When online eyewear retailing was launched about eight years ago by companies such as FramesDirect.com and ZenniOptical.com, traditional brick-and-mortar optical retailers went into a tailspin trying to assess the potential impact of this new mode of eyewear selection, sales and delivery. Over the years, dozens of companies have launched similar websites, but after all this time, the percentage of eyewear sales, both plano and Rx, has been very low, just below 4%, according to the latest numbers from The Vision Council.
I believe that eyewear consumers appreciate and enjoy the “hands-on” experience they receive by visiting an eyecare professional’s office and that most will opt for that experience over that of an Internet retailer. What can shift this paradigm substantially is if consumers are not free to make that decision. What if managed vision care companies develop programs so large that portions of their subscribers obtain eyewear online? With nearly 75% of eyewear sales somehow touched by managed vision care plans, that could be a game changer.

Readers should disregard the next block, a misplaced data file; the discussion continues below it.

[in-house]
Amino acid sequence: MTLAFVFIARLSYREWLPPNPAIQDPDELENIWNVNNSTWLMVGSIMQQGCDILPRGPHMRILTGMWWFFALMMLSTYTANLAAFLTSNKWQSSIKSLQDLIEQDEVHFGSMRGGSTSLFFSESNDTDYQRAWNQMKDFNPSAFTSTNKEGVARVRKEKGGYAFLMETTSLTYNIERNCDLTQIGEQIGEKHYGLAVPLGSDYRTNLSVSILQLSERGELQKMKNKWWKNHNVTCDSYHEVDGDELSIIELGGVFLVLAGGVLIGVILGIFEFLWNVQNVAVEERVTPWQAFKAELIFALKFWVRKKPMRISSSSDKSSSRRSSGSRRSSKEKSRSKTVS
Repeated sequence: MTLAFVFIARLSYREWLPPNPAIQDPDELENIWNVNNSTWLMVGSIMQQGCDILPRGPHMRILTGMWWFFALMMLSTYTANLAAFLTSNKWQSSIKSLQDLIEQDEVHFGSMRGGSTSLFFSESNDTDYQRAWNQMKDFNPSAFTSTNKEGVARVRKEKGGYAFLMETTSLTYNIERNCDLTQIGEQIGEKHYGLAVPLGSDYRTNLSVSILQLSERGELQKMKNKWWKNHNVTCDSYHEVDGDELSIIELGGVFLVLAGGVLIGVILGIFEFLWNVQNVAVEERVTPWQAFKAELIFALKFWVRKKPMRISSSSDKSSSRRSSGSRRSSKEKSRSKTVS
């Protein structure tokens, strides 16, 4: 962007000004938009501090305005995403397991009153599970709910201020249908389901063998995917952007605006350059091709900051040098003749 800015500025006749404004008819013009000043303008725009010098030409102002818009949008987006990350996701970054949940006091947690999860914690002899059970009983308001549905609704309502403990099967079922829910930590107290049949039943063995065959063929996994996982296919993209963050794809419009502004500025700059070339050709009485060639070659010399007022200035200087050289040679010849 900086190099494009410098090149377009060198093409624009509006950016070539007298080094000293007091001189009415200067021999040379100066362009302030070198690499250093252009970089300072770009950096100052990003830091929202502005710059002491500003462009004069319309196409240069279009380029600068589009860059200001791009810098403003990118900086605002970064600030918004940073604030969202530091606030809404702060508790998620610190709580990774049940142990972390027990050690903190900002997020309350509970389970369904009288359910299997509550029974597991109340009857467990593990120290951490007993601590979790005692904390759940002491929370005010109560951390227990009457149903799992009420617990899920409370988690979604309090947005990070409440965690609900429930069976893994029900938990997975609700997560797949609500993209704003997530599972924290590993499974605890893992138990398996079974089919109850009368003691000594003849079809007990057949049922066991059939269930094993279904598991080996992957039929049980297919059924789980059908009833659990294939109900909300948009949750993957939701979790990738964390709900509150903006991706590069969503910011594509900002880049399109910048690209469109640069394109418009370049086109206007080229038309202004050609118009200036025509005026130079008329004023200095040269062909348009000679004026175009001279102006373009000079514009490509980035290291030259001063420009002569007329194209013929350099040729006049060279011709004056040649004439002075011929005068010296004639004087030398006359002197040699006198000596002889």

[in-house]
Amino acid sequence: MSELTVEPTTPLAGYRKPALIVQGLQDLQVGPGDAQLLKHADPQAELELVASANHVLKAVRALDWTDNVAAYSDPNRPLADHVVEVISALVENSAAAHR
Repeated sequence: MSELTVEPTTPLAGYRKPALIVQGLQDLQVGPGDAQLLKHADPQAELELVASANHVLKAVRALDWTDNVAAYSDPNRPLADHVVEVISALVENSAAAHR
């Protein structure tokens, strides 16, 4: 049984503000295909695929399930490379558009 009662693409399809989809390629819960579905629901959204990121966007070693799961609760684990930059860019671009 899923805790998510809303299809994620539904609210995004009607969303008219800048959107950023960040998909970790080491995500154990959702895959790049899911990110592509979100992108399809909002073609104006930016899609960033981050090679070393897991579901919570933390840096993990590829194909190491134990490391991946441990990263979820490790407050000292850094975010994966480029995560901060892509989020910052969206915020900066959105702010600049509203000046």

Approximately one year ago, VSP launched Eyeconic.com for VSP subscribers to buy eyeglasses online. This means that their VSP doctor loses the opportunity to sell that patient eyeglasses and the profit on that sale. VSP will provide that doctor a dispensing fee for checking and adjusting the eyewear, but that fee is substantially lower than the doctor’s office would realize.
What if other managed vision care providers do the same thing? What if they heavily incentivize eyewear purchased online? What if a managed vision care company sells a 2,000-employee company a vision plan that only allows their workers to obtain eyeglasses online? What if state’s social assistance programs decide they can save money by requiring their recipients to buy eyeglasses through an online channel?
The potential risk to brick-and-mortar retailers from online eyeglass sellers at this point isn’t derived from the consumer; it originates with companies and policies that may restrict the consumer’s choices. We’ve already seen restricted choices from managed vision care companies mandating optical retailers to use their lab services. The reaction from the ECP community was legislation in state houses around the country to countermand this.
Will eyewear buyers be forced to buy online? It remains to be seen.
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